Schumann: Heinrich Heine Lieder

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WORKS: Heinrich Heine Lieder: Liederkreis, Op. 24; Myrten, Op. 25 – excerpts etc
PERFORMER: Florian Boesch (baritone), Malcolm Martineau (piano)


Here are Schumann’s settings of Heinrich Heine – but without Dichterliebe. There’s almost everything else, including four songs intended for, but eventually excluded from, that cycle. Most important, there’s the still undersung Op. 24 Liederkreis in a performance which, by the end, captures much of the Heine’s own characteristic bitterness but which, as a whole, is underwhelming.

Florian Boesch is the alpha male of new generation Lieder singers, with a wide and secure vocal and expressive range. You hear more of it, and to better effect, though, in live performance. When Boesch is in the studio, he’s just too studied. And, although Malcolm Martineau splendidly does all he can to urge Boesch on, his performance is simply not word-lively enough. There’s an only generalised melancholy here: the tone of voice changes little, and Boesch’s compensatory and often exaggeratedly quiet singing invariably loses support and focus.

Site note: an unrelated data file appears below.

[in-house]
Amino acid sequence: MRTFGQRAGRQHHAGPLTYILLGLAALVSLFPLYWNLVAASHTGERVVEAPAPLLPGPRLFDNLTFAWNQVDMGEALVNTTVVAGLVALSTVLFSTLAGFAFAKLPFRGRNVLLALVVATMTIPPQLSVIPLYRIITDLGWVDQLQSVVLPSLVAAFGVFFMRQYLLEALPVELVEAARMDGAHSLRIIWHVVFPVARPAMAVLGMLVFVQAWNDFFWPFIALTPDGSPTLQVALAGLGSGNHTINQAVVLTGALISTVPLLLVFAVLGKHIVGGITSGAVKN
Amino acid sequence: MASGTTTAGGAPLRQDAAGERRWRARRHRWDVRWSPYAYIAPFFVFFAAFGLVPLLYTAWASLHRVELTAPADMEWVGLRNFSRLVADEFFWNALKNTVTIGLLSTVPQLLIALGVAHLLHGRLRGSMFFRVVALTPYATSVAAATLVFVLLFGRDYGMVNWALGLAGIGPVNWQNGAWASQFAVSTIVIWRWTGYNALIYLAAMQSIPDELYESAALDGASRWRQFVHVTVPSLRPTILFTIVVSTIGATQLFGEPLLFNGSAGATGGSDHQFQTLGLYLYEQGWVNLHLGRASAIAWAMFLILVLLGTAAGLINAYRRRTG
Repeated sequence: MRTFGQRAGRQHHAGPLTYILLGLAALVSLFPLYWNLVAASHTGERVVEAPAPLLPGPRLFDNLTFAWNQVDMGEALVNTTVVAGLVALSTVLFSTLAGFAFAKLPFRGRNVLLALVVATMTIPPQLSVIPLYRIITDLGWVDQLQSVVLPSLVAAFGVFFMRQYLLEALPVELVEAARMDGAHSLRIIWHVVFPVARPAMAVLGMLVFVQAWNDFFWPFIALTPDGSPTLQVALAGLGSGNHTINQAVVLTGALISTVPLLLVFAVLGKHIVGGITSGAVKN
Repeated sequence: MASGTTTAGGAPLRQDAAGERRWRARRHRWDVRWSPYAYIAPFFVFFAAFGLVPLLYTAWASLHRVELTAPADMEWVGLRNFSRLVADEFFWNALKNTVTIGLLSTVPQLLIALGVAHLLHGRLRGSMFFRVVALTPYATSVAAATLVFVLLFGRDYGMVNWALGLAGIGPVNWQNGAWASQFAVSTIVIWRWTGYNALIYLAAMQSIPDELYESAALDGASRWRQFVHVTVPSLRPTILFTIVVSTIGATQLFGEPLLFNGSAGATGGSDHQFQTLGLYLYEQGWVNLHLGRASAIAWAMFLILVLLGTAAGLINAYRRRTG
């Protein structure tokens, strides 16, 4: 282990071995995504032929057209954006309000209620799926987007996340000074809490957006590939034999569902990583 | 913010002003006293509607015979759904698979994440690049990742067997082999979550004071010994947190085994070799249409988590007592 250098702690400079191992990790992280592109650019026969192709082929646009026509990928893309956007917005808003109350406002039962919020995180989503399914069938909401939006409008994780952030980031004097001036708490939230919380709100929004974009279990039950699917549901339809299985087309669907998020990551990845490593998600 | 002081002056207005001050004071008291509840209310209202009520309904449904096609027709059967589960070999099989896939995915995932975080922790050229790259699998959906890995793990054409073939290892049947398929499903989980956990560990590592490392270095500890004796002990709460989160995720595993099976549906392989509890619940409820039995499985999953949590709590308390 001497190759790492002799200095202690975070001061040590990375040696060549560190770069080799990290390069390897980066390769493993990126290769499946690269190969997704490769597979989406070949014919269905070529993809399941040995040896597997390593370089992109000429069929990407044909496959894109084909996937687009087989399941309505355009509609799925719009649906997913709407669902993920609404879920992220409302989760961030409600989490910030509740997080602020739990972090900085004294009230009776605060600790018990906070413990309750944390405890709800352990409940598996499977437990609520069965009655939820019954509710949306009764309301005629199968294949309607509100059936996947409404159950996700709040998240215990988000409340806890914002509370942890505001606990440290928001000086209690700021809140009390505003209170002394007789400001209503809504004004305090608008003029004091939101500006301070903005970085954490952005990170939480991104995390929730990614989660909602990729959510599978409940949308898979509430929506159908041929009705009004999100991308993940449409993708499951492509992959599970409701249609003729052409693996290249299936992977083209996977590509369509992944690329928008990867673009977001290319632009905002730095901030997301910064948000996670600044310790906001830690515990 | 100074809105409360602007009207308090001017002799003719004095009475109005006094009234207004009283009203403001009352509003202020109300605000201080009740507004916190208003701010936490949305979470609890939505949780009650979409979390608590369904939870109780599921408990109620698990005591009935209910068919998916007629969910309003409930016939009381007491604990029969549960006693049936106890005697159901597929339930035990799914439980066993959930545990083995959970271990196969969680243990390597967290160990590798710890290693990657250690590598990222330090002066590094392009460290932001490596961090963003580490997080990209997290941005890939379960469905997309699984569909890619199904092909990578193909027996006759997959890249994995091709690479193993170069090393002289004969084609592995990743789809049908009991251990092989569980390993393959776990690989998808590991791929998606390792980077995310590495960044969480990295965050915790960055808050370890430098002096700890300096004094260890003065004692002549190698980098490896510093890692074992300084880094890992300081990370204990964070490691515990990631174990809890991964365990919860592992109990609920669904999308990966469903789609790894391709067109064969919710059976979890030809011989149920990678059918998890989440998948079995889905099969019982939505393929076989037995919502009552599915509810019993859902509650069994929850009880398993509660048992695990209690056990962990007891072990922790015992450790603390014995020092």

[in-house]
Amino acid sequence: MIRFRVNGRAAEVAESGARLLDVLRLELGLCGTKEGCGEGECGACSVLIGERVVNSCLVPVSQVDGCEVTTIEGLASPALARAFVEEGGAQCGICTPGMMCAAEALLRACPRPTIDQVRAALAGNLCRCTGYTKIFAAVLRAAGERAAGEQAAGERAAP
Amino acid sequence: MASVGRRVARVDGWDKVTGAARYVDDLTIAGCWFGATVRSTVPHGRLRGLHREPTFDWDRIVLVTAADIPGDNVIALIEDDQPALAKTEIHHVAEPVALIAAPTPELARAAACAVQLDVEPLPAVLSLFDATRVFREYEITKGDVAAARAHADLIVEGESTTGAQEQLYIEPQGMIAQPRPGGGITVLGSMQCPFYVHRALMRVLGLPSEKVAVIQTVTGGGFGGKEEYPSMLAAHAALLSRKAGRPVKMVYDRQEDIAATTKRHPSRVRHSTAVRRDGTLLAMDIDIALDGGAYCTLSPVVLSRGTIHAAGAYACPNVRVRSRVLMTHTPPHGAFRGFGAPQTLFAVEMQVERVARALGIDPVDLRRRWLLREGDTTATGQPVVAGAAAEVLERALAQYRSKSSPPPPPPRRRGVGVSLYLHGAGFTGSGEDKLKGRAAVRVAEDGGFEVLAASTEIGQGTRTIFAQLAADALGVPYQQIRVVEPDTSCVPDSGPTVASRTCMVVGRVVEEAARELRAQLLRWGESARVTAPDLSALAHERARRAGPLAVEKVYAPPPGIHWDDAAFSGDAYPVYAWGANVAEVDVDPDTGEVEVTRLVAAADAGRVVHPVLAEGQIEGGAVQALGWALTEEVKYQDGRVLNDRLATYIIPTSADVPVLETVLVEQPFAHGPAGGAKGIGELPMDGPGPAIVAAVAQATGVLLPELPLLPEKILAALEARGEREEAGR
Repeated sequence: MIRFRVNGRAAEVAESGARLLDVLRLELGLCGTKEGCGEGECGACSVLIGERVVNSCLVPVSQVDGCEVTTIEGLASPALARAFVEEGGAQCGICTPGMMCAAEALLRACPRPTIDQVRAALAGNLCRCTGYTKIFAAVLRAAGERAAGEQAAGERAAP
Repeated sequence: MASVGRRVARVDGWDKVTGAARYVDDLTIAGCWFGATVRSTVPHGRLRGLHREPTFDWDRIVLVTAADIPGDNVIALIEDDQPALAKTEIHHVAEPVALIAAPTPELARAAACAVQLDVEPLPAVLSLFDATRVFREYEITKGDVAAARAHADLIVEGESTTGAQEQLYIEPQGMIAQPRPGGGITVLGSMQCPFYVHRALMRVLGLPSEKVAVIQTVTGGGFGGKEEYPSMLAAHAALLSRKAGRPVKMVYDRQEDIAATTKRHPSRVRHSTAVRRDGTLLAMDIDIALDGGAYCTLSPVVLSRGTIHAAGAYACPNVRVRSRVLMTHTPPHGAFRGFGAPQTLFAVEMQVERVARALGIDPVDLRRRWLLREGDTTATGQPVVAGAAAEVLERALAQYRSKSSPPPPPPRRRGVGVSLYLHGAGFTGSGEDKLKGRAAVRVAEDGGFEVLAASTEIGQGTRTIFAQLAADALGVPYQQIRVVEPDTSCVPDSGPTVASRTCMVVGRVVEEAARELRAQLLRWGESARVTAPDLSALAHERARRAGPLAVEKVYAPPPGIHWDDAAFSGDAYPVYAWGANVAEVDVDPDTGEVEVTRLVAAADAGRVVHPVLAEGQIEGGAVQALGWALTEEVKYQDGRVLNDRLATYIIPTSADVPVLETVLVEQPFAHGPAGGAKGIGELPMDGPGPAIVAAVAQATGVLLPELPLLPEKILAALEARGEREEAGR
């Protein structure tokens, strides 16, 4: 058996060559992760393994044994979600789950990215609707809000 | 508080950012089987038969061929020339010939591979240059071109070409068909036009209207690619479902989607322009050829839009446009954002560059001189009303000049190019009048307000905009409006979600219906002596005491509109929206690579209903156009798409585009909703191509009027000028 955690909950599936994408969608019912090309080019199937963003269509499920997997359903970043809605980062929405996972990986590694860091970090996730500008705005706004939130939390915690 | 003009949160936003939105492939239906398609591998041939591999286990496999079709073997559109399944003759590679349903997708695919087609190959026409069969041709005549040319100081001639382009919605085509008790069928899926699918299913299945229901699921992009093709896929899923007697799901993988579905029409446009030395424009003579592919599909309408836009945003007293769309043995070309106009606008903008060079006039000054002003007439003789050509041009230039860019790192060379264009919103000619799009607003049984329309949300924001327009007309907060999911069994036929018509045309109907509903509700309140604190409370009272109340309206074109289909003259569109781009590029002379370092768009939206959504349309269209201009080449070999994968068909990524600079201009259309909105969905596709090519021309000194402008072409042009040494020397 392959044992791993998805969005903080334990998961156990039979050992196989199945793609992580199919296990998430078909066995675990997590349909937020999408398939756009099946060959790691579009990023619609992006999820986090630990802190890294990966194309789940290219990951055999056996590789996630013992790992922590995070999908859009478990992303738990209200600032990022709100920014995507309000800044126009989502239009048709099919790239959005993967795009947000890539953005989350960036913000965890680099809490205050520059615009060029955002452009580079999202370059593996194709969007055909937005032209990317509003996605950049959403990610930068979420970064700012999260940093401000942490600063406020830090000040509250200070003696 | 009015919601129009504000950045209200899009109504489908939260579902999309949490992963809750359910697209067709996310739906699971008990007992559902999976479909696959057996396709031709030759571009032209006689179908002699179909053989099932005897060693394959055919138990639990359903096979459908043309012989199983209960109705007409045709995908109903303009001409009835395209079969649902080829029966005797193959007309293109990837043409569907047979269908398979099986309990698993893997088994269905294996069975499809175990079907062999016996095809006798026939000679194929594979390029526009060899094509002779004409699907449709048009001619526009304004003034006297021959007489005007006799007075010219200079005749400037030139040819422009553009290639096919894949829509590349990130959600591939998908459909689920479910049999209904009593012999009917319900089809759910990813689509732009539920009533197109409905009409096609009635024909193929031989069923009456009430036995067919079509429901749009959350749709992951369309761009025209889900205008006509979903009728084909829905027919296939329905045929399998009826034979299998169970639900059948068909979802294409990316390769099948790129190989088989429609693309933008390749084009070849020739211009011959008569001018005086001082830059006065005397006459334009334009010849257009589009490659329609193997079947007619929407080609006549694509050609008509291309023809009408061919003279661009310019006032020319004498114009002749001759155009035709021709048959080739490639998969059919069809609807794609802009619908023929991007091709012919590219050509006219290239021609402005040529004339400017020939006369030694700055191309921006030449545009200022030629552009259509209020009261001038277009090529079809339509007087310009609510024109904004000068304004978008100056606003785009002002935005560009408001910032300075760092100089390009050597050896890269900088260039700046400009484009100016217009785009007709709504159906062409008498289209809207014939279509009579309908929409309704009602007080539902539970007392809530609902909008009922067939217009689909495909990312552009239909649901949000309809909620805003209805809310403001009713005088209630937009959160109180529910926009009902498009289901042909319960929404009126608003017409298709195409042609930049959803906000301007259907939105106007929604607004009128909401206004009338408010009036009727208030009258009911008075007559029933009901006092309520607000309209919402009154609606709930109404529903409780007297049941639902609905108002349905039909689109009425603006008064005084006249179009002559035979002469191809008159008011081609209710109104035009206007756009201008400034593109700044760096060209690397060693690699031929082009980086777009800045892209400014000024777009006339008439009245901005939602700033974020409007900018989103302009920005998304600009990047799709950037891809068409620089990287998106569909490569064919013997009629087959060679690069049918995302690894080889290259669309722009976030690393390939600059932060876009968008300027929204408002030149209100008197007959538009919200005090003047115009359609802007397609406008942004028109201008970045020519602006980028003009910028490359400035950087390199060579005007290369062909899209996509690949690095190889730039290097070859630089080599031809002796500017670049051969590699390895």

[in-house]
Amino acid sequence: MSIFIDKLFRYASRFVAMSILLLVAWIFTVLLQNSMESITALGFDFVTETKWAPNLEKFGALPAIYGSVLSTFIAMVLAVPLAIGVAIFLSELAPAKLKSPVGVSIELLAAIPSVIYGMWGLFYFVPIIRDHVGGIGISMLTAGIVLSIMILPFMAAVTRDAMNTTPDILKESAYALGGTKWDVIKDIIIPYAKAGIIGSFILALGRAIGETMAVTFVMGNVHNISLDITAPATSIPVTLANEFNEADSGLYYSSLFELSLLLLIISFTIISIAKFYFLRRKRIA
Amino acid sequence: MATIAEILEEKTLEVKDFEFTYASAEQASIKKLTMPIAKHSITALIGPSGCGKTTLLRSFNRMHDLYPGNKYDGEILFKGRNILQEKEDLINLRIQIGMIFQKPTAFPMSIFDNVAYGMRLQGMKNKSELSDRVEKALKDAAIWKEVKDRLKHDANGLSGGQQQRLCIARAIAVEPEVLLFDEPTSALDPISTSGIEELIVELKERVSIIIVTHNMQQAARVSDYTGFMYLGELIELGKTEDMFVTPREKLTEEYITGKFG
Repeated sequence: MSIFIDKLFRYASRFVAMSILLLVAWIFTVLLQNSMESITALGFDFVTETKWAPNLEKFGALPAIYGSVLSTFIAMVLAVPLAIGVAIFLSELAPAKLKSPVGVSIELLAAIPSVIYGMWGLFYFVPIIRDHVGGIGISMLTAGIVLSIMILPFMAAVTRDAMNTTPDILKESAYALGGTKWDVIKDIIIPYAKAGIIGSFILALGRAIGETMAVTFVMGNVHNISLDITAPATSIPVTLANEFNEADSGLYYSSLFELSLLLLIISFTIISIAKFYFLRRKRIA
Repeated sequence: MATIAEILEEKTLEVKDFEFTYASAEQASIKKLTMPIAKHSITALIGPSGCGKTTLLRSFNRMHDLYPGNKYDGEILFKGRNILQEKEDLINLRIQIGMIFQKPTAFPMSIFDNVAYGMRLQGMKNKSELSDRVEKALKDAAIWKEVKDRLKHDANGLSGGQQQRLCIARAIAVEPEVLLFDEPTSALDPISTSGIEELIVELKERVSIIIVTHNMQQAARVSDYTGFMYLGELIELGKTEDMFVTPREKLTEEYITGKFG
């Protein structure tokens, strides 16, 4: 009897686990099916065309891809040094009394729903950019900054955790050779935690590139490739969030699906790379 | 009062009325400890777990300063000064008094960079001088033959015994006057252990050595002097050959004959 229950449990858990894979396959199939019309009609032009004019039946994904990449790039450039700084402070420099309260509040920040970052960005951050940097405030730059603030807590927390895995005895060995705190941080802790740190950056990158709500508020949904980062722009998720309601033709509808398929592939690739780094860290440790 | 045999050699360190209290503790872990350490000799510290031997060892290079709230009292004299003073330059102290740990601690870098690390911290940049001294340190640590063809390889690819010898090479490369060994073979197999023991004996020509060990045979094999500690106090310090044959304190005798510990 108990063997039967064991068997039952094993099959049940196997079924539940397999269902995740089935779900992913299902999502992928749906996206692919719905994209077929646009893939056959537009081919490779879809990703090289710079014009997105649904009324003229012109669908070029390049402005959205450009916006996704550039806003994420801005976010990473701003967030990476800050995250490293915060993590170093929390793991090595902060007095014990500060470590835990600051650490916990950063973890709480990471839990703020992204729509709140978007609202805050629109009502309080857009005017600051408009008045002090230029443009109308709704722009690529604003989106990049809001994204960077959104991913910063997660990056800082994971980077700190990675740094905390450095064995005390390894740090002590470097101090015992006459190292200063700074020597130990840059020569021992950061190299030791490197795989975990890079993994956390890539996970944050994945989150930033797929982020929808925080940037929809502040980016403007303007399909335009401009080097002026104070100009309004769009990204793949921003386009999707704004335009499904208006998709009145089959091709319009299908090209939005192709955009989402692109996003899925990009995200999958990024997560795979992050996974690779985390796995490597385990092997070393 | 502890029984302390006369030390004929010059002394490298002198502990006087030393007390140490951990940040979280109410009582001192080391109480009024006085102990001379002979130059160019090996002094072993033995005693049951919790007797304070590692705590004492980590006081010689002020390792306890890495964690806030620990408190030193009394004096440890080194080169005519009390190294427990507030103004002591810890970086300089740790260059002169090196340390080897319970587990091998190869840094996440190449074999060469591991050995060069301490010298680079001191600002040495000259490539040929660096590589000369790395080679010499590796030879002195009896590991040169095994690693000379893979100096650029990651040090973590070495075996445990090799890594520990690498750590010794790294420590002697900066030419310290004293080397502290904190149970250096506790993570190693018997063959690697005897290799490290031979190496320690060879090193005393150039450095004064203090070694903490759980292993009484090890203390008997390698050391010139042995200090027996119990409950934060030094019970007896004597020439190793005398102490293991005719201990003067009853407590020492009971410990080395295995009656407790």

Ballads such as ‘Die beiden Grenadiere’ and ‘Belsazar’ bring out his virile best – it’s as though their dramatic scenarios fully awaken his imagination. But Boesch also misses the drollery and irony within the little triptych of Die arme Peter. Among his contemporaries, both Gerald Finley and Christopher Maltman (both on Hyperion) are to be preferred; though my benchmark so far remains Dietrich Fischer-Dieskau’s very special 1965 recording with Jörg Demus. Hilary Finch